(b) hard. It’s a heckuva hard job. It’s difficult. But I’m doin’ it, see, and I’m gonna keep on doin’ it, because that’s the job of a President.
(c) to go out and explain to people what’s on my mind. That’s why I’m having this press conference, see? I’m telling you what’s on my mind. And what’s on my mind is winning the war on terror.
(d) to construe the laws I sign in a Presidential way. Because that’s part of being a leader, see, is construing with your gut.
2. Who is Peter Wallsten?
(a) The partially blind reporter whom George W. Bush mocked (“Are you going to ask that question with shades on?”) for not removing his sunglasses while addressing the President.
(b) The wheelchair-bound senior citizen whom George W. Bush mocked (“You look mighty comfortable”) for not standing in the presence of the President.
(c) The C.I.A. employee who, after delivering the “Bin Laden Determined to Strike in U.S.” briefing, was told by George W. Bush, “All right, you’ve covered your ass now.”
(d) The Iraq-war amputee with whom George W. Bush tried to bond by telling him about a scratch he got during “combat with a cedar” while clearing brush.
Match the number with what it quantifies.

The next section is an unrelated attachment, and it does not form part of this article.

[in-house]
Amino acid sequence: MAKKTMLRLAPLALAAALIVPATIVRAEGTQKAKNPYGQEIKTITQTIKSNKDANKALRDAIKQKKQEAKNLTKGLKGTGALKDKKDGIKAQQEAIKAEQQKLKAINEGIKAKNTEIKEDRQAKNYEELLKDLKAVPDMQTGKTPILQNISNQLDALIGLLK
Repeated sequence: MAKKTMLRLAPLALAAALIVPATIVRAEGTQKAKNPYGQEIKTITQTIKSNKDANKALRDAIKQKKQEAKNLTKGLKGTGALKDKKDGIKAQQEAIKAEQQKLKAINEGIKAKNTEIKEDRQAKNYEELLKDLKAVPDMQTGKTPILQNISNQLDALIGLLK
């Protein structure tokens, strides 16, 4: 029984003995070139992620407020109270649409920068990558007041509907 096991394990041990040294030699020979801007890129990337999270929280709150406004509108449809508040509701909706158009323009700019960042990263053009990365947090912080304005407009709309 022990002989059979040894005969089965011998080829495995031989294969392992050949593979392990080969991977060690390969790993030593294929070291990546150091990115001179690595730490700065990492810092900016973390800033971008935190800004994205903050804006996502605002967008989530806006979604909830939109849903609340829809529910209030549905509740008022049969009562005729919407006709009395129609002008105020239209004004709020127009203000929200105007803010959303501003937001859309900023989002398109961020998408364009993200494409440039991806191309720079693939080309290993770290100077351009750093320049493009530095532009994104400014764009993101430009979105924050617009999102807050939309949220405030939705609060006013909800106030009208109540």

3. At least 30,000.
4. More than 5,000.
6. Around 200.
(a) Dollars’ worth of merchandise that the former Bush domestic-policy adviser Claude Allen was alleged to have stolen from Target and other stores through a phony refund scam.
(b) Shotgun pellets embedded in the face and upper body of Harry Whittington by Dick Cheney.
(c) National monuments or icons that Secretary of Homeland Security Michael Chertoff said there are in New York City.
(d) dollars donated by Barbara Bush to a hurricane relief fund with the stipulation that the money be spent on software bought from a company run by her son Neil.
7. Complete George W. Bush’s quote: “Nobody likes _______.”
(a) it when the press commits treason.
(b) being lied to.
(c) Osama bin Laden except the Democrats.
8. Three of these quotes were made by George W. Bush. Which one was made by Donald Rumsfeld?
(a) “Nobody likes war. It creates a sense of—of uncertainty in the country.”
(b) “The plan [in Iraq] is to prevent a civil war, and, to the extent one were to occur, to have the, from a security standpoint, have the Iraqi security forces deal with it to the extent they’re able to.”